I’ve been pretty burned out on hip-hop this year. Ironically, as much as I like the genre and have written about it in the past, I have been finding it a bit too predictable lately. What I’ll call “underground whiteboy hip-hop” – artists/groups that channel Atmosphere, cLOUDDEAD, or Sage Francis – are some of the worst offenders. Lyrically they’re still relatively original, but their beats feel really uninspired.

Similarly, while the appeal of artists like Childish Gambino, Frank Ocean, and Kendrick Lamar is easy to understand, I just can’t get into them. Their music is by no means bad, but this pseudo-“based”, “sounds like you’re on weed”, west-coast-esque beat production is getting old for me.

The artists I’ve enjoyed the most this year are actually relatively old: Binary Star, with songs like Slang Blade, and dead prez, with songs like Radio Freq.

Folk

I’ve been on an upswing with folk this year. When I was in the Disney area around St. Patrick’s Day, I heard some Irish folk and started listening to bands like The Dubliners for a bit. I also briefly ventured into folk’s spiritual protege, country. As I’ve said in the past, most of what people consider country today is pretty much just pop with guitars and pickup trucks. There’s definitely potential for me to get in to older country artists like Waylon Jennings, however.

  • Ed Tullett is my favorite folk find of the year. I love his falsetto and minimal but meaningful instrumentals. Thaw is one of his best songs, as well as Silver Dive.
  • Daughter is another recent favorite. Their singer’s voice is captivating, in a way that reminds me of the allure of trip-hop. Youth is a great example of that dynamic.
  • For my third consecutive British folk artist, I present Keaton Henson. Amidst the several unique artists mentioned in this article, he is in a class of his own. His voice is very fragile and sometimes even anguished, and his instrumentation is even more minimal than Tullett’s. This causes his music to have a distinctly personal quality. His music is often described as extremely depressing. You Don’t Know How Lucky You Are is one of his “essential” tracks, but I’m also a fan of Flesh and Bone.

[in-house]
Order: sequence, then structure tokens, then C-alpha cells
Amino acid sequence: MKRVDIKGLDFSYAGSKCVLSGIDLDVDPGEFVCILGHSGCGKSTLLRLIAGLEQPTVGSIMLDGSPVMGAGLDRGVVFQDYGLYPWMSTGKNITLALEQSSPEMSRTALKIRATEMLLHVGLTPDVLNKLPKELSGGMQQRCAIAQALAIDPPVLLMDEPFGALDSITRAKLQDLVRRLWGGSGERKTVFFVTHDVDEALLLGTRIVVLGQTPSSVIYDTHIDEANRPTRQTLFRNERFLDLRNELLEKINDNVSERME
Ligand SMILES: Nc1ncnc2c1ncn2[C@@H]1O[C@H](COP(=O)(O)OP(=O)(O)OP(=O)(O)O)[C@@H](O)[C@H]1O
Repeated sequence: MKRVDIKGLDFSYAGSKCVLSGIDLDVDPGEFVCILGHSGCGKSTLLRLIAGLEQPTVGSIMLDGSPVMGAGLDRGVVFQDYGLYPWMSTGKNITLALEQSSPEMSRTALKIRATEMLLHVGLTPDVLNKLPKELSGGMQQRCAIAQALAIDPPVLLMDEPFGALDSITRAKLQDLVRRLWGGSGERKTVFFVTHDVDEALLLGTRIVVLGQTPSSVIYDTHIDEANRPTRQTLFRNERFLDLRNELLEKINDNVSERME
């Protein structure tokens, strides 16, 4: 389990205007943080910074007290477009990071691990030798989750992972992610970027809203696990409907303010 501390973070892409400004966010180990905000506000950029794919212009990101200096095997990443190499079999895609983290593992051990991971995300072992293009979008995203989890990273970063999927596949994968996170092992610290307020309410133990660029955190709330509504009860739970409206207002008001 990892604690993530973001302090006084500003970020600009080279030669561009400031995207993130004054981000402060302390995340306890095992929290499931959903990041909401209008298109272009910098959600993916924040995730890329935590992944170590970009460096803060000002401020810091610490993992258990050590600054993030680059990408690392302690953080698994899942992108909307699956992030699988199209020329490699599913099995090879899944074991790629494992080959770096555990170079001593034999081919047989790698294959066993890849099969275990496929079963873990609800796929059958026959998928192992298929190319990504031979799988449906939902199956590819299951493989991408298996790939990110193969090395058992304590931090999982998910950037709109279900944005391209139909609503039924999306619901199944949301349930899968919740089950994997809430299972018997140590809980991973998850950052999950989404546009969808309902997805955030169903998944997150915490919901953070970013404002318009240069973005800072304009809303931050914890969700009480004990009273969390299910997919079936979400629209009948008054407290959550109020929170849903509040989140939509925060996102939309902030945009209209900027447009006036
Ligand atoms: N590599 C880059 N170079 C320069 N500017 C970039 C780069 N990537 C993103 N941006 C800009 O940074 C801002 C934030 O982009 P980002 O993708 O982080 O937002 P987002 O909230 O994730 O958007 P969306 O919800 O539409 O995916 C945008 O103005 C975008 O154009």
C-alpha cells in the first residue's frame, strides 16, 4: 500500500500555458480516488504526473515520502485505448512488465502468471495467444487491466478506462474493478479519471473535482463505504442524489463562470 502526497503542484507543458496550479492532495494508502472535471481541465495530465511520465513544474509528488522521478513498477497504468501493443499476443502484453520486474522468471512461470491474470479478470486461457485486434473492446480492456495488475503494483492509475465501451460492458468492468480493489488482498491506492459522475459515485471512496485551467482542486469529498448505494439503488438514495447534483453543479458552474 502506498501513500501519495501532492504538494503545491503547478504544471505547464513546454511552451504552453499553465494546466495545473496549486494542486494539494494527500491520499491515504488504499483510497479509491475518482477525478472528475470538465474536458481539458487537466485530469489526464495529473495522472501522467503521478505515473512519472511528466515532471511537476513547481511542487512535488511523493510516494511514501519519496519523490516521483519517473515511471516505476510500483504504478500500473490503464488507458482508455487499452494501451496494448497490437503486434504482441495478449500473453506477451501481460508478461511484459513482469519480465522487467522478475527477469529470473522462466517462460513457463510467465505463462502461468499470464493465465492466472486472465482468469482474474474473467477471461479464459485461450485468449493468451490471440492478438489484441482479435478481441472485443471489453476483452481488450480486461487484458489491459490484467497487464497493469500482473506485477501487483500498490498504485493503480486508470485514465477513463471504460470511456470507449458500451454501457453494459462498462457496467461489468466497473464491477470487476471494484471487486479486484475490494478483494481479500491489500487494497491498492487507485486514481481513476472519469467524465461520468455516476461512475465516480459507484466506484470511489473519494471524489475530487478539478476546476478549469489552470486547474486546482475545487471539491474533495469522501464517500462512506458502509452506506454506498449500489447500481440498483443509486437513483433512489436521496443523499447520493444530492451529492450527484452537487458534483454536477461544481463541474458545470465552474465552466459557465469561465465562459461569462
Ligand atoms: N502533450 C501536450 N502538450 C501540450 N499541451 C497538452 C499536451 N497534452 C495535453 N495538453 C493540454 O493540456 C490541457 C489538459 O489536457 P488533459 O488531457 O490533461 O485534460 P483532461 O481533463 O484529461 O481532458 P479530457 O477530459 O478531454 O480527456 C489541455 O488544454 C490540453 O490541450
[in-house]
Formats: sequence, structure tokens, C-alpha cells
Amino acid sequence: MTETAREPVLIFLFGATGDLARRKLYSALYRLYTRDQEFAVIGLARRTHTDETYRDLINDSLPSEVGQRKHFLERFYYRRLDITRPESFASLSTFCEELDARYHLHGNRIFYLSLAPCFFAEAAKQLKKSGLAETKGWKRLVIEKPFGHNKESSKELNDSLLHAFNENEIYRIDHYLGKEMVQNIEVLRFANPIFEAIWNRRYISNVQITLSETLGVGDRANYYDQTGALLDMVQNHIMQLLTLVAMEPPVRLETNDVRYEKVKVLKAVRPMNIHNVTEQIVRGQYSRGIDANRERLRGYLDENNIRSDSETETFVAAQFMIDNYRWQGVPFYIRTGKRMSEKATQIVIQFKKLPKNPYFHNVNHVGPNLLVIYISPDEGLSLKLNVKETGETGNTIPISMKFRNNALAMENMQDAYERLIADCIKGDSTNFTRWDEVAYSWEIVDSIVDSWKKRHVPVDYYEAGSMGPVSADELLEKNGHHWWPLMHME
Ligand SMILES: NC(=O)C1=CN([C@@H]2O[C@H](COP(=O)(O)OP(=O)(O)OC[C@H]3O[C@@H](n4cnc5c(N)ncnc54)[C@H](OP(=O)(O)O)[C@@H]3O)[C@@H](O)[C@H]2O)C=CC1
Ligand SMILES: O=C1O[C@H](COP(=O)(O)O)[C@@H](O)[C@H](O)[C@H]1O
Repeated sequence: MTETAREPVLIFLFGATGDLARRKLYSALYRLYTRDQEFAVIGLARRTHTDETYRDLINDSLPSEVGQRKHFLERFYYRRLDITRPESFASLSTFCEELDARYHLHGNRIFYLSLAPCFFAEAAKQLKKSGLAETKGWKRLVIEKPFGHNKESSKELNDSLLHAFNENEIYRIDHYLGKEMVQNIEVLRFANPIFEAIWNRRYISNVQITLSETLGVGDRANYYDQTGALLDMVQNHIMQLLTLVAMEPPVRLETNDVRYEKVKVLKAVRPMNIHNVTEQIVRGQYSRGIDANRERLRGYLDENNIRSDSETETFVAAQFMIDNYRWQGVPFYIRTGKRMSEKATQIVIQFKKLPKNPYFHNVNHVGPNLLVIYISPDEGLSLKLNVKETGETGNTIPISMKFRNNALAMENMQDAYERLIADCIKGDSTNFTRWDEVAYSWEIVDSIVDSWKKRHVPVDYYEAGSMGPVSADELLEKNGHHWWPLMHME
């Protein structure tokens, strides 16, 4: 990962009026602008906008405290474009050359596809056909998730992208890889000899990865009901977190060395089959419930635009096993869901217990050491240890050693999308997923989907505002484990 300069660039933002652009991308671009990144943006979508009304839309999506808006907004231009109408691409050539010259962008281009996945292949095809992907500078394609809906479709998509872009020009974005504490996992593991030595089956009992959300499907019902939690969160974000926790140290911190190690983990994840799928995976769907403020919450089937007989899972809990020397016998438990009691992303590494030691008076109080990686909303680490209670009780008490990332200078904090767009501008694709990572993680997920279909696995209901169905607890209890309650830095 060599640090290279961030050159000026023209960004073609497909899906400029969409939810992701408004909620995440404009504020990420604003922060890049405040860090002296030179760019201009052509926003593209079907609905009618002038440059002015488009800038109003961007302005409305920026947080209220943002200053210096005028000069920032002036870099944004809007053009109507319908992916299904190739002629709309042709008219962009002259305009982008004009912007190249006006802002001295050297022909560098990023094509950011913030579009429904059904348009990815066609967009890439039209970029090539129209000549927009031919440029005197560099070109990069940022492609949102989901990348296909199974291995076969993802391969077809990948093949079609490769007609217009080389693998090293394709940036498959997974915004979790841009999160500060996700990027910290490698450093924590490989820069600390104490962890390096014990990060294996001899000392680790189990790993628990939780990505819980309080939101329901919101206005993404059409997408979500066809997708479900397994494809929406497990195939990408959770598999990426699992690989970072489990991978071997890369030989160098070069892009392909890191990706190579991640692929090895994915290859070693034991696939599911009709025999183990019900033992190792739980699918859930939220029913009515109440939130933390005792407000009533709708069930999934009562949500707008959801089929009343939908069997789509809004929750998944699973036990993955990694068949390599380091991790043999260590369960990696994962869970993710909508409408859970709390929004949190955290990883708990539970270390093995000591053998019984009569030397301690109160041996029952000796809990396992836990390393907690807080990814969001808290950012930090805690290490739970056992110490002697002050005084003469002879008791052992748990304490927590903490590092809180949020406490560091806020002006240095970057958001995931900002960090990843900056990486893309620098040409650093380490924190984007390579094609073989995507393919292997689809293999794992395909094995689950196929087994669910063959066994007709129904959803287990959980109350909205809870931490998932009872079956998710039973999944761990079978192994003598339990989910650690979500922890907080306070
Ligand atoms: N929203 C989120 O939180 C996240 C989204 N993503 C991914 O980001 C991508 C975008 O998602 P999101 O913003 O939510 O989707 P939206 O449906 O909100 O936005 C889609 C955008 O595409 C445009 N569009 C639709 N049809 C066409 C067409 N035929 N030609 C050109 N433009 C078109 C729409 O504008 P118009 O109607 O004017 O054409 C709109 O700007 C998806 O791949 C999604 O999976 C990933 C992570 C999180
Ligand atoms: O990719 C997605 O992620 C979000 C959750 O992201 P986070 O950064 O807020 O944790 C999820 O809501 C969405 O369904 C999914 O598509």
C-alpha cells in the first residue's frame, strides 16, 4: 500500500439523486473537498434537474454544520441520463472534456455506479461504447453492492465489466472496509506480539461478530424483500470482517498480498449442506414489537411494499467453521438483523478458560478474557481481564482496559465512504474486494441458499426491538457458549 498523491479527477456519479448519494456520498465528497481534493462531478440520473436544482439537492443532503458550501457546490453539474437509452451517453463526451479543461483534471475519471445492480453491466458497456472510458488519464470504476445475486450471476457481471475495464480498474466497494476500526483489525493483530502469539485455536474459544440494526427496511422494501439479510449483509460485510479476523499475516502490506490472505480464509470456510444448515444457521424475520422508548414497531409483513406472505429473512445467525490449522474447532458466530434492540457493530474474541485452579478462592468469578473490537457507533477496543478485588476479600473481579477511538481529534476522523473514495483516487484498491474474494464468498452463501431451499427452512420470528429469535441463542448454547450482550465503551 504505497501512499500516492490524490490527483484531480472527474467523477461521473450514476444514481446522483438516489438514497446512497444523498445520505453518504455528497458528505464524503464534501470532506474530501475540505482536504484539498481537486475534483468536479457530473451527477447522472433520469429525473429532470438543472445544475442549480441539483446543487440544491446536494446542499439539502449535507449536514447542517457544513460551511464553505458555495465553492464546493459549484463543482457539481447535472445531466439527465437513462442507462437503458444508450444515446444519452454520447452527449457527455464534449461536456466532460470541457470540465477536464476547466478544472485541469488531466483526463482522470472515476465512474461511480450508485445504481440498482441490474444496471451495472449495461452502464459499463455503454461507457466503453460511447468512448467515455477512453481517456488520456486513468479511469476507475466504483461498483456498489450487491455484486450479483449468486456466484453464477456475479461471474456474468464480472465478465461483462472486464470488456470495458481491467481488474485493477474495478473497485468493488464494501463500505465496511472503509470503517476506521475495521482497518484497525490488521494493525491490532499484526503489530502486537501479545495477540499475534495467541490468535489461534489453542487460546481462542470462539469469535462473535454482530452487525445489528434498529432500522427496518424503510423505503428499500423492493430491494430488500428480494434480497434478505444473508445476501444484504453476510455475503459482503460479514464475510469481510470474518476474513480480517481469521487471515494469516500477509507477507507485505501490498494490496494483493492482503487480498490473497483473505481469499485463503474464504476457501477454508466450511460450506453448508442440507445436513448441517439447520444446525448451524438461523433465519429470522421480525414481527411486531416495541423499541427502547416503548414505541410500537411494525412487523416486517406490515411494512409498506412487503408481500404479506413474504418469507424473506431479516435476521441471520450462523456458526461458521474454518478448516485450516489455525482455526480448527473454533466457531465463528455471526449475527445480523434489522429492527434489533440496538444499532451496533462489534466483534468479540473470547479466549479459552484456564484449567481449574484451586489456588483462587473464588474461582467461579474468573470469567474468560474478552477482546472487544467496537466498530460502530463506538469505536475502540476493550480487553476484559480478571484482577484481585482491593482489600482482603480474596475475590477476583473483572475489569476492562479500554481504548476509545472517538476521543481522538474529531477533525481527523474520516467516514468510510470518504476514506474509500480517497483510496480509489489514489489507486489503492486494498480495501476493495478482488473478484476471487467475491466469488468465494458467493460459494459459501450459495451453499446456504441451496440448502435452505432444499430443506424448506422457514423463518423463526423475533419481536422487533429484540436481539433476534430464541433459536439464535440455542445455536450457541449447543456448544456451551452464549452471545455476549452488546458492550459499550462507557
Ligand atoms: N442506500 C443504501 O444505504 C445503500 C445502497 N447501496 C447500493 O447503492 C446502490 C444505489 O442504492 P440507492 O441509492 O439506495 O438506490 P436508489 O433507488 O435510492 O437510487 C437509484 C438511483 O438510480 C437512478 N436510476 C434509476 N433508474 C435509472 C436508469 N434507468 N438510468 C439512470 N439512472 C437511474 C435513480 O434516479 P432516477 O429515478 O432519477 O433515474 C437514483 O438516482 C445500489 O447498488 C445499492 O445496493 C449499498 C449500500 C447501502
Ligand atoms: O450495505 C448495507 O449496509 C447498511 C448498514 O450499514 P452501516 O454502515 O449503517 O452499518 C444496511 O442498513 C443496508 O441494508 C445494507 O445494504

Jazz

I took two separate dives into jazz this year. The first was basically a chronological “journey through jazz history,” beginning with blues, and moving through swing, bebop, hard bop, and some free jazz. It was interesting, but as with a similar foray into classical music this year, I simply don’t know enough about it to really articulate anything useful on this blog. That will be something to anticipate in the future as I increase my exposure and knowledge of the subject.

The second incident was incidentally the result of a wild goose chase I went on after listening to Keaton Henson’s recently-released classical/instrumental album, “Romantic Works.” In attempting to find some music by the cellist on the album, Reinoud Ford, I discovered some contemporary jazz musicians that I have been listening to for the past week. They’ve captured my interest enough that I am intending to do a full length article on them in the future, but for now, I’ll just give a teaser for Get the Blessing. They do some really interesting stuff that I believe would appeal to non-jazz listeners. If you want to know more, check back in 2015.

Conclusion

Many people tacitly think of music as the lowest form of art: anyone can make it; everyone enjoys it. It can be experienced in the background while one does other things. The most successful forms of music are often the least creative.

To the people who see things that way, or indeed, to the people who do treat music as merely a background experience-sweetener, I suggest a change in outlook. If you take the time to make listening to music a priority in and of itself, the boredom with the old monotony and the lust for something new will change your taste for the better. When you put the music at the forefront, you will realize how good it can be.